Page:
UH Board of Regents underscores support for UH researchers

One-year limit on RCUH employment removed

University of Hawaiʻi
Carolyn Tanaka, (808) 956-9803
Mia Noguchi, (808) 956-9095
External Affairs & University Relations
Posted: Sep 20, 2005

HONOLULU — Returning to a policy stance in place before October 2002, the University of Hawaiʻi Board of Regents (BOR) has taken action to eliminate restrictions on the employment of research and technical personnel at the Research Corporation of the University of Hawaiʻi (RCUH). Since that date, two successive policies have limited, with differing degrees of severity, the duration of certain kinds of employment at RCUH to one year or less.

"The Board‘s actions affirm our support for the research enterprise, and remove the risk that any employees at RCUH will lose their jobs over the one-year rule," said Kitty Lagareta, chair of the Board of Regents. "We‘re committed to supporting the remarkable, and in many cases, world-renowned, research performed by our University of Hawaiʻi faculty."

In the fiscal year ending June 30, 2005, research and training grants and contracts at the University of Hawaiʻi totaled $354 million, up from $328 million in the prior year. Over the past six years, grant awards have doubled in size.

"I applaud the Regents‘ action," stated Interim President David McClain. "We needed clarity on this matter so that we can get on with advancing the frontiers of knowledge, and with our discussions with HGEA, and the BOR has provided that."
Formally, the BOR further stayed the implementation of an amendment to its policies adopted in September 2004. This amendment would have partially liberalized an October 2002 policy action that restricted to one year all employment at RCUH. The BOR also confirmed that the October 2002 amendment had been suspended through the adoption date of the September 2004 policy.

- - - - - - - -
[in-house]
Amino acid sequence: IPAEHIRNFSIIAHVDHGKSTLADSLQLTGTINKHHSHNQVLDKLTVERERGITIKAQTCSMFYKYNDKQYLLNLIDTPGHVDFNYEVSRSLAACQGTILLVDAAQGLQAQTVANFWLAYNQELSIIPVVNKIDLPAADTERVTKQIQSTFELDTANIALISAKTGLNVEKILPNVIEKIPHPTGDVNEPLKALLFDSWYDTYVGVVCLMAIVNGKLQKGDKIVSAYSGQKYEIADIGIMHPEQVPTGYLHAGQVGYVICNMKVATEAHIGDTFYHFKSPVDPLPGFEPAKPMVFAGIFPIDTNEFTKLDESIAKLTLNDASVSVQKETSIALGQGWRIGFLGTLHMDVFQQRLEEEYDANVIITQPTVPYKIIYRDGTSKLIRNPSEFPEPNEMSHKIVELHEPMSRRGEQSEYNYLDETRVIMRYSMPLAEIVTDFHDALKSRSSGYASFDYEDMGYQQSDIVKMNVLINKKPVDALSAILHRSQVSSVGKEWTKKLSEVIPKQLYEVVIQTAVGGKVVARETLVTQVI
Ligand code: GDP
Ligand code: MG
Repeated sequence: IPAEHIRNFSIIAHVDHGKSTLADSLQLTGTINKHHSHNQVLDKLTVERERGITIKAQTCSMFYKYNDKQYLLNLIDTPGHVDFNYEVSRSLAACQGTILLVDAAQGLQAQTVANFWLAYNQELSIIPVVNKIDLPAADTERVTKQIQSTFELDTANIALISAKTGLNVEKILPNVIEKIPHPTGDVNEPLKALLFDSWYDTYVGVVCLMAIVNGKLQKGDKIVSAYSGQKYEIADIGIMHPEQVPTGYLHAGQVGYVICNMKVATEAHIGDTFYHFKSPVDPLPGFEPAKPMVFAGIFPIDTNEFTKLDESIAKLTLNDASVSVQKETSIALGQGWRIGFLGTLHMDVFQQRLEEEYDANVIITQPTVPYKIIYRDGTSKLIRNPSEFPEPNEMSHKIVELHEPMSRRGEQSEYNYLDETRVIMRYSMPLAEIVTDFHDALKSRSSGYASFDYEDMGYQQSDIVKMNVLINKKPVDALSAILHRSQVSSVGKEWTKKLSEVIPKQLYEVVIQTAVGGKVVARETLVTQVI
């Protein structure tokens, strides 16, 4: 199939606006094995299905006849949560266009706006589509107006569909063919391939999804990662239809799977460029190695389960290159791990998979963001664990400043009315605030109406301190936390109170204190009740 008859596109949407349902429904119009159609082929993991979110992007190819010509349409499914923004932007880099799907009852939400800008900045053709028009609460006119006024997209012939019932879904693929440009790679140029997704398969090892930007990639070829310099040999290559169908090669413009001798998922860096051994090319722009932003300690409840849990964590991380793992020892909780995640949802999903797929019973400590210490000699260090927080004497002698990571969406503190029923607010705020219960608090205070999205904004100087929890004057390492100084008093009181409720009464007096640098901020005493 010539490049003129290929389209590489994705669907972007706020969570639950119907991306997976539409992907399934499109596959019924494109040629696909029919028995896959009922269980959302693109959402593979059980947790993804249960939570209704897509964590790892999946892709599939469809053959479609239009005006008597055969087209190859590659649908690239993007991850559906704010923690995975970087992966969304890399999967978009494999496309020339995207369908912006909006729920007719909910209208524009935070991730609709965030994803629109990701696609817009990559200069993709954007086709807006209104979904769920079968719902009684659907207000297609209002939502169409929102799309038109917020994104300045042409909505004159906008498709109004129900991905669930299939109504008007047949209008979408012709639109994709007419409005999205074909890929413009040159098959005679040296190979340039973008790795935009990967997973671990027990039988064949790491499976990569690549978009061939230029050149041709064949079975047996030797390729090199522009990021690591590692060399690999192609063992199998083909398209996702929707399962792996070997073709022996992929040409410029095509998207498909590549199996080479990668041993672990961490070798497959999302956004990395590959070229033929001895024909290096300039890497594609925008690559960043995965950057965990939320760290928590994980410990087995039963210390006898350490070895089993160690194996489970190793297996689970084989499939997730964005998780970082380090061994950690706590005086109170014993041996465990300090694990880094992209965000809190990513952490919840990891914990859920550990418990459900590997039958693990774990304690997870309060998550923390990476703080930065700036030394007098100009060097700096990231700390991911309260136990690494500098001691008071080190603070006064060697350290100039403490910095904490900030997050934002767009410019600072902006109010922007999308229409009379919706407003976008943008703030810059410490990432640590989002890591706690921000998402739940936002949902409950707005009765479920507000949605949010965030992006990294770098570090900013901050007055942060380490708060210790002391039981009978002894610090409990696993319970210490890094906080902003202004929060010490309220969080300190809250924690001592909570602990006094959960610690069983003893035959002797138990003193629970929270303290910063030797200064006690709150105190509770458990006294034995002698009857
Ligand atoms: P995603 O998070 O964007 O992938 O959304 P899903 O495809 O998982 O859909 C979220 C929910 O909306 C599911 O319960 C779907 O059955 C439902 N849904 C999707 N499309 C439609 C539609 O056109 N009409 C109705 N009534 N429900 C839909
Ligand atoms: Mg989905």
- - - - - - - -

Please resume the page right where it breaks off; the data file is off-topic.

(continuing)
The suspension will continue until the UH administration returns to the BOR with proposed revisions to the September 2004 amendment. The administration is in discussions with the Hawaiʻi Government Employees Association, which had filed a prohibited practices complaint against the university over the adoption of the September 2004 amendment.

The effect of the BOR‘s actions is to affirm the administration‘s procedures and practices governing employment at RCUH, which had been in place prior to the October 2002 changes.

About the University of Hawaiʻi

Established in 1907 and fully accredited by the Western Association of Schools and Colleges, the University of Hawaiʻi is the state‘s sole public system of higher education. The UH System provides an array of undergraduate, graduate, and professional degrees and community programs on 10 campuses and through educational, training, and research centers across the state. UH enrolls more than 50,000 students from Hawaiʻi, the U.S. mainland, and around the world. For more information, visit www.hawaii.edu.